The site of Santa Maria's Hi-Way Drive-in Movie Theater is on its way to being zoned for a future housing development after six decades of operation as a family-run entertainment center.
In a 3-1 vote Wednesday, with Commissioner Tim Seifert dissenting, the city Planning Commission approved a General Plan amendment and zone change from commercial to residential for the 8.9-acre site, and recommended that the City Council grant final approval at a future date.
Local housing nonprofit People's Self-Help Housing proposed the zone change with the intent to purchase the property and prepare a housing development proposal for the commission. If the City Council approves the zone change, the nonprofit will finalize purchase of the site that now is in escrow.
Preliminary plans from People's Self-Help Housing for the project describe the construction of 49 affordable single-family homes that residents can build themselves and then go on to own through a sweat-equity program.
"We are hopeful that the city will be able to schedule us to be heard by the council within the next month or two. If approved, we would then anticipate being able to complete and submit a comprehensive plan to the City Planning Department around summer of next year, for the Planning Commission to review sometime thereafter," said People's Self-Help Housing CEO Ken Trigueiro.
The nonprofit opted against investing thousands of dollars into a more detailed development plan until the zoning change was fully approved, a move which gave some commissioners pause.
"I am concerned we can’t look at the plans," said Commissioner Maribel Hernandez, who ended up being one of three "yes" votes. "It is a difficult choice to make because we are giving up commercial use that could be used for something else to bring commercial to the city, but we also need housing."
Along with Hernandez, commissioners Robert Dickerson and Esau Blanco said they ultimately chose to support the zone change due to the trustworthy reputation of People's Self-Help Housing, which has led several affordable housing projects throughout the county.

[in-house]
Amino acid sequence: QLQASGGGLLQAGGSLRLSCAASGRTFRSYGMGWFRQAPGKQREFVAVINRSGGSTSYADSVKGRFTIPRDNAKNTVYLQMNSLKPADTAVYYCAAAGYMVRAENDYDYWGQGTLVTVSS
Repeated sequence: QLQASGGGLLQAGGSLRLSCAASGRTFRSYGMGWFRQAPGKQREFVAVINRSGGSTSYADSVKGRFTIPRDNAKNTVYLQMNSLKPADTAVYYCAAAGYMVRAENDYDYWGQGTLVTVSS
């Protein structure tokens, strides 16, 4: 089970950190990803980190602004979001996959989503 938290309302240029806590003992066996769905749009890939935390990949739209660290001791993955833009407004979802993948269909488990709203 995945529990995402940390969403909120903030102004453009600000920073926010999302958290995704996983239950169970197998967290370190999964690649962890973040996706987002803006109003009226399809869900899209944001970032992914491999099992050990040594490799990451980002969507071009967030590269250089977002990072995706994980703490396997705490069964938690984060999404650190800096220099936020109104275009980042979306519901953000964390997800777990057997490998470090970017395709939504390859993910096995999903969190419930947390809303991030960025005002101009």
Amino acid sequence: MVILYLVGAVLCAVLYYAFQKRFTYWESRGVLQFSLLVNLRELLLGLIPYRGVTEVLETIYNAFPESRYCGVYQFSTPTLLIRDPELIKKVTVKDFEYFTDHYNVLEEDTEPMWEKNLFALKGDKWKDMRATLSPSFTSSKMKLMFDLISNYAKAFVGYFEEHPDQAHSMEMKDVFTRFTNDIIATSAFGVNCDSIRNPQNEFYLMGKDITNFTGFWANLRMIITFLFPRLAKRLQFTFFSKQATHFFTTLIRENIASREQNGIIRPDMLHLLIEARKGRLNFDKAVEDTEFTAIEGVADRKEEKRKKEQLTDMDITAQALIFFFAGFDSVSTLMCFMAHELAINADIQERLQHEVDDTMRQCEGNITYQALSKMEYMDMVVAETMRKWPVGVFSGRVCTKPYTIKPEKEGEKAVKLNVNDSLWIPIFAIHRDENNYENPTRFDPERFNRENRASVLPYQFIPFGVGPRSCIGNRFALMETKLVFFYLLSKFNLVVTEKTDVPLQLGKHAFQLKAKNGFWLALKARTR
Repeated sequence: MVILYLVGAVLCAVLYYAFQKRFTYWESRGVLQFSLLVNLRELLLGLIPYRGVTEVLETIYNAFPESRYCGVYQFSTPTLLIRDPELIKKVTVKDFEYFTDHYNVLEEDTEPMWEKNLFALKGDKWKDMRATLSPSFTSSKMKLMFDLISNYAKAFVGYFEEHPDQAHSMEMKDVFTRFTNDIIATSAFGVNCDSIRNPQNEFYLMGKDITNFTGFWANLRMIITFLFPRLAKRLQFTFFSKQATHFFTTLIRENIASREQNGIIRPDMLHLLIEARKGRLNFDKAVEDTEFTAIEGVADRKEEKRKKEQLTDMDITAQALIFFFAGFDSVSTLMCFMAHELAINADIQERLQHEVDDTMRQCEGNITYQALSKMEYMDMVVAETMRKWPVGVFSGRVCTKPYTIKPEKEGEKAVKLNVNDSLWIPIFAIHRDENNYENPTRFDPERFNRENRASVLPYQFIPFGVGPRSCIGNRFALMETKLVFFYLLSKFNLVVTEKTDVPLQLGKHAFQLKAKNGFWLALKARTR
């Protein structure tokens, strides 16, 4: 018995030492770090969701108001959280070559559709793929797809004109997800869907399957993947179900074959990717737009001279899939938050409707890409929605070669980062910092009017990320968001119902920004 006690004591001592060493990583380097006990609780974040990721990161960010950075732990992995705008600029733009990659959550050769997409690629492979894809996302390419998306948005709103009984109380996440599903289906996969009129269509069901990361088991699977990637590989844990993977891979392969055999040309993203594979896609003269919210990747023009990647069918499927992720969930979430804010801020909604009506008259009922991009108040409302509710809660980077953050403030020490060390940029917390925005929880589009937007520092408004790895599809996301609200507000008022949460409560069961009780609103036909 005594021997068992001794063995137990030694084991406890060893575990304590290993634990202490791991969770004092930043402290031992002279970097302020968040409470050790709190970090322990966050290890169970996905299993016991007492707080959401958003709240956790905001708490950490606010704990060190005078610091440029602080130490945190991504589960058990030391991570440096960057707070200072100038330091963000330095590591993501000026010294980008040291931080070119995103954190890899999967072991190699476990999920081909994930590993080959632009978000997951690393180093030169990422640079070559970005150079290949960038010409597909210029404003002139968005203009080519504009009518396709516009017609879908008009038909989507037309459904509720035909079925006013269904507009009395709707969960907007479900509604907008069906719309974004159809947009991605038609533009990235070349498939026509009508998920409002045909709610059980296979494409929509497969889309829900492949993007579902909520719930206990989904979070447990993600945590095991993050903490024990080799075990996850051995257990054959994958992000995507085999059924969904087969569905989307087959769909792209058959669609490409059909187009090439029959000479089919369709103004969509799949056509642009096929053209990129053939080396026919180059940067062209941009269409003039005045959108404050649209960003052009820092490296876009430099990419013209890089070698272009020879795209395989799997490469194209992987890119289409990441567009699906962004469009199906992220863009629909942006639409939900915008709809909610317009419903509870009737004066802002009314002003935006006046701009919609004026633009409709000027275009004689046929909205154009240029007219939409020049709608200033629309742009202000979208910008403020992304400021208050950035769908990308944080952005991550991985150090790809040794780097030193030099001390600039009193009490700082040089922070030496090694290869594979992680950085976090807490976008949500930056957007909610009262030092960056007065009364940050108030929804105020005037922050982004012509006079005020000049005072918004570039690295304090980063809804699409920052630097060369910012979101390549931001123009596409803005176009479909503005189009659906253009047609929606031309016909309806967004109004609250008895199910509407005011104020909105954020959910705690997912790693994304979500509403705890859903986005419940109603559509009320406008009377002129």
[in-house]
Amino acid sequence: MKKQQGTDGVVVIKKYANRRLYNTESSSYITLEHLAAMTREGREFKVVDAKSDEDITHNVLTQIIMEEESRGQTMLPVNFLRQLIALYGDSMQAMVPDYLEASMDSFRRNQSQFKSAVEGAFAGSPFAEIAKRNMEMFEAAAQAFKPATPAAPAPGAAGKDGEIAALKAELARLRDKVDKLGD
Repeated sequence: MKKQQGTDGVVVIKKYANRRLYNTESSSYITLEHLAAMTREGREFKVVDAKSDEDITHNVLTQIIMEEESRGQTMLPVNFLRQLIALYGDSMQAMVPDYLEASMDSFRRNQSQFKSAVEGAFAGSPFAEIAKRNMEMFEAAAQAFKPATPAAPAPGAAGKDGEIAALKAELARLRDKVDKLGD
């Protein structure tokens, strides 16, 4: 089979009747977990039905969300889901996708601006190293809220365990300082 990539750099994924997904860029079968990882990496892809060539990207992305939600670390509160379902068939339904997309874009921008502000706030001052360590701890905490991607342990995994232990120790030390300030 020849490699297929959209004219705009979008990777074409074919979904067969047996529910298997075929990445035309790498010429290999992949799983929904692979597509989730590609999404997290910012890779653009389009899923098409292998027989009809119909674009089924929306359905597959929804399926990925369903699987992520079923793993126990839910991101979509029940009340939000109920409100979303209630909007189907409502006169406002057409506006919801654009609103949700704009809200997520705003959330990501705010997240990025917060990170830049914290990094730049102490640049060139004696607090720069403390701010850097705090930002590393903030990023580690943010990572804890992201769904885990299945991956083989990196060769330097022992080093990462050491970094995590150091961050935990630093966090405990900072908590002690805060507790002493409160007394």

Brothers Bob and Jarret Gran told the commission Wednesday that the loss of the swap meet at the drive-in, the popularity of streaming services and rising labor costs are just some of the factors that have made the business unprofitable in recent years.
"We don't make any money off the box office, so we have to make money off the concession stand, and if you go to our drive-in, we allow outdoor food. In order to try to keep our concession stand sales up, we have to keep our prices down to compete with the outside food," Jarret Gran said.
The theater, located at 3170 Santa Maria Way, currently remains operational and is open Wednesday to Sunday, showing a selection of one to two films at a time.
Lee & Associates broker Martin Indvik, who represents the drive-in property, said any discussions about service or operation changes at the drive-in would happen after the zone change is finalized by the City Council.
"At this point, what we’ve achieved is at least having their [the commission's] support to adopt the resolutions, but that’s just a step in this process for us. We remain optimistic about getting the zone change, and then the owners will start look at what to do operationally," he said.